SINGAPORE — When Henry first started using electronic vapourisers, or vapes, back in 2020, it was because it “seemed easier to hide” and “tasted better” than normal cigarettes.
While the 28-year-old was already a smoker, the Covid-19 measures imposed then meant that he had to stay at home most of the time, in close proximity with his family.
In those few months, his vaping device — which along with all vaping related-products are banned in Singapore — came in handy.
“I definitely vaped more during the circuit breaker, because my family doesn’t know I smoke, so it’s a bit strange to just go out randomly for a smoke break,” said Henry, who works in publishing.
“I could just vape in my room, and no one will know.”
Henry is far from being the only user of vape here, with the illegal practice attracting more and more young people here.
TODAY spoke to 11 “vapers” between the ages of 20 and 28, all of whom, including Henry, were given pseudonyms, as they are aware that what they are doing is against the law.
The handheld battery powered device, which looks like a highlighter pen or pod, works by inserting a pod of vaping liquid into it, which comes in a variety of different flavours.
From the liquid, the vape then creates an aerosol that looks like water vapour, but contains nicotine, flavouring, and other chemicals. Users then inhale the aerosol, and the nicotine and chemicals pass into the bloodstream.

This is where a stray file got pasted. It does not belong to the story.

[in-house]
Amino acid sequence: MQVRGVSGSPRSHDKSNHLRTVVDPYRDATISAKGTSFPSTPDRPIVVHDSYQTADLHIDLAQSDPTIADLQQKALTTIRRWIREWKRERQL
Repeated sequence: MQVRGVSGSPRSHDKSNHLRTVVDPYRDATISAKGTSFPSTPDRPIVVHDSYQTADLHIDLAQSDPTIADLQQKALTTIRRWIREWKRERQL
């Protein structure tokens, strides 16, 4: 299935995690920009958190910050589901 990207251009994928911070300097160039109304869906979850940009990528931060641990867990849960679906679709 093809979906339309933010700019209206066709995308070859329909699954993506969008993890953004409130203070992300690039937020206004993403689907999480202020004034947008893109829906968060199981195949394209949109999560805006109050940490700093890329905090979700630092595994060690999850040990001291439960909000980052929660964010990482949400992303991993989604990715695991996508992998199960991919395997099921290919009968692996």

They exhale the remnant vapours, which has the appearance of mist, and while this vapour is sweet smelling, the scent does not linger on clothes.
Vaping became popular around the world in the early 2010s. While there are no official statistics to show how many people in Singapore currently vape, indications are that the practice has been growing in popularity over the past few years, particularly among youths.
Last year, the Health Sciences Authority (HSA) caught 4,916 people for vaping, an almost fourfold increase compared with 1,266 people in 2020.
The increasing prevalence of vaping is not only confined to those above 21, the legal smoking age, but has also seen children and teenagers pick it up as well.
The Ministry of Education (MOE) said last year that the number of students caught for smoking and vaping offences was at about seven for every 1,000 students over the past three years.
The number might well be larger, as there are students who have never been caught vaping.
This was the case for Sarah, who began vaping in 2020 during her first year of junior college, when she was 17. She had already been smoking at that time, but found it hard to get her hands on cigarettes as she was underage, and noticed that the smoke left a smell on her clothes that was easy for her teachers or parents to detect.
With vaping, she did not have these issues, as there was virtually no smell left behind by the vapour, and the small device was easy to conceal.
“I think vaping is way more accessible, when you’re purchasing them, the sellers don’t really ask for IC,” she added.
Now that she is 20 and in university, Sarah still finds herself vaping “all the time”, whenever she has free time alone, or in private social settings.
Source: Today Online